Extruded Disc: “The term ‘‘extruded’’ is consistent with the lay language meaning of material forced from one domain to another through an aperture and with reference to a disc, the test of extrusion is the judgment that, in at least one plane, any one distance between the edges of the disc material beyond the disc space is greater than the distance between the edges of the base measured in the same plane or when no continuity exists between the disc material beyond the disc space and that within the disc space.” (page E1455)


Extruded Sequestered, Fragmented Disc or Migrated Disc: “Extruded disc material that has no continuity with the disc of origin may be characterized as ‘‘sequestrated.” A sequestrated disc is a subtype of ‘‘extruded disc’’ but, by definition, can never be a ‘‘protruded disc.’’ Extruded disc material that is displaced away from the site of extrusion, regardless of continuity with the disc, may be called ‘‘migrated,’’ a term that is useful for the interpretation of imaging studies because it is often impossible from images to know if continuity exists. (page E1455)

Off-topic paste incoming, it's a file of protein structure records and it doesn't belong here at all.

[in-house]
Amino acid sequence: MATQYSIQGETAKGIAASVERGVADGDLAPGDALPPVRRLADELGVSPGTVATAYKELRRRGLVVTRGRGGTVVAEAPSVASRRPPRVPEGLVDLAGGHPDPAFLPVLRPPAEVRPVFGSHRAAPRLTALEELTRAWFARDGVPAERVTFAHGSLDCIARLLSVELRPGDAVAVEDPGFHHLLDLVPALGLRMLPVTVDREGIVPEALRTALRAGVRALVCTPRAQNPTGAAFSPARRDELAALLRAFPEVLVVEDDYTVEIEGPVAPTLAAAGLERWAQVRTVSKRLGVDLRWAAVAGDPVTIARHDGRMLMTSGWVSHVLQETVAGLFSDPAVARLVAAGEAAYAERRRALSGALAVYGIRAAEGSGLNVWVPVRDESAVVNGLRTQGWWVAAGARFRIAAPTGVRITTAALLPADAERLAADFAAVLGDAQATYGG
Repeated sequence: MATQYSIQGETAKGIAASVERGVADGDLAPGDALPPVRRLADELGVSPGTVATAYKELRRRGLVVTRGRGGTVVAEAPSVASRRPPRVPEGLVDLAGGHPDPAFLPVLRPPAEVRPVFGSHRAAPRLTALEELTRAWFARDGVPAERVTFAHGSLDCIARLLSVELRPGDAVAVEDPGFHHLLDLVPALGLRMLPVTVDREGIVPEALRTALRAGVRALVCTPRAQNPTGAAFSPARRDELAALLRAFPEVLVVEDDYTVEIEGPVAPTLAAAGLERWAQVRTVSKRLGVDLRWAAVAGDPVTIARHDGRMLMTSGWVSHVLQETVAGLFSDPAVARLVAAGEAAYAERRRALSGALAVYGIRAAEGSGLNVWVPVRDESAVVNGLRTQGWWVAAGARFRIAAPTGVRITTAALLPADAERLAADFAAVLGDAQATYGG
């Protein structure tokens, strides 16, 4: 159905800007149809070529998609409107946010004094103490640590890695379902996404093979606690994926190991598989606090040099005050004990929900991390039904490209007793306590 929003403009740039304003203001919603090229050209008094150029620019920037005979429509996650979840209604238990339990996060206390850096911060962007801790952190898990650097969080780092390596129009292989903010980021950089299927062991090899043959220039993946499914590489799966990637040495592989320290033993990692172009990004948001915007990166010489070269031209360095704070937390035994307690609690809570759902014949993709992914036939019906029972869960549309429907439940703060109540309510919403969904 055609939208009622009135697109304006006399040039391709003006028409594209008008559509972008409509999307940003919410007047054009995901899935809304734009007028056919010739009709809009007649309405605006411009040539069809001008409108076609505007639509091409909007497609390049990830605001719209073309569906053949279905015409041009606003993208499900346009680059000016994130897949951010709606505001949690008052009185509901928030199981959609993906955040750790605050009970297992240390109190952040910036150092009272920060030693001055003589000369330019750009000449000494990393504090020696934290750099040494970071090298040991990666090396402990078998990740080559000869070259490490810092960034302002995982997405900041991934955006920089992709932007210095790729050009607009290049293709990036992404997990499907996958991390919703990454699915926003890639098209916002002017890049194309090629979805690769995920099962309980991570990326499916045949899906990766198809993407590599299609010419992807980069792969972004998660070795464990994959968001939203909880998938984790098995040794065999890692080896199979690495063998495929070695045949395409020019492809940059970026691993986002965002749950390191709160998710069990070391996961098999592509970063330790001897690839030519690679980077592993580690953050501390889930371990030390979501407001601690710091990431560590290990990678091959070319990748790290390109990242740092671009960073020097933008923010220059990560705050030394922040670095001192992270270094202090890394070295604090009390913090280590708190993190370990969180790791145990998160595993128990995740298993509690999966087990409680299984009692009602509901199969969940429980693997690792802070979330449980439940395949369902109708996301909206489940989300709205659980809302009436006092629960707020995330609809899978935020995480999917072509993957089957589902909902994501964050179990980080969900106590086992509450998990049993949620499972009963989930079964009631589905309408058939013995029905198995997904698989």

Bulging Disc: “The terms ‘‘bulge’’ or ‘‘bulging’’ refer to a generalized extension of disc tissue beyond the edges of the apophyses. Such bulging involves greater than 25% of the circumference of the disc and typically extends a relatively short distance, usually less than 3 mm, beyond the edges of the apophyses. ‘‘Bulge’’ or ‘‘bulging’’ describes a morphologic characteristic of various possible causes. Bulging is sometimes a normal variant (usually at L5–S1), can result from an advanced disc degeneration or from a vertebral body remodeling (as consequent to osteoporosis, trauma, or adjacent structure deformity), can occur with ligamentous laxity in response to loading or angular motion, can be an illusion caused by posterior central subligamentous disc protrusion, or can be an illusion from volume averaging (particularly with CT axial images).” (page E1455)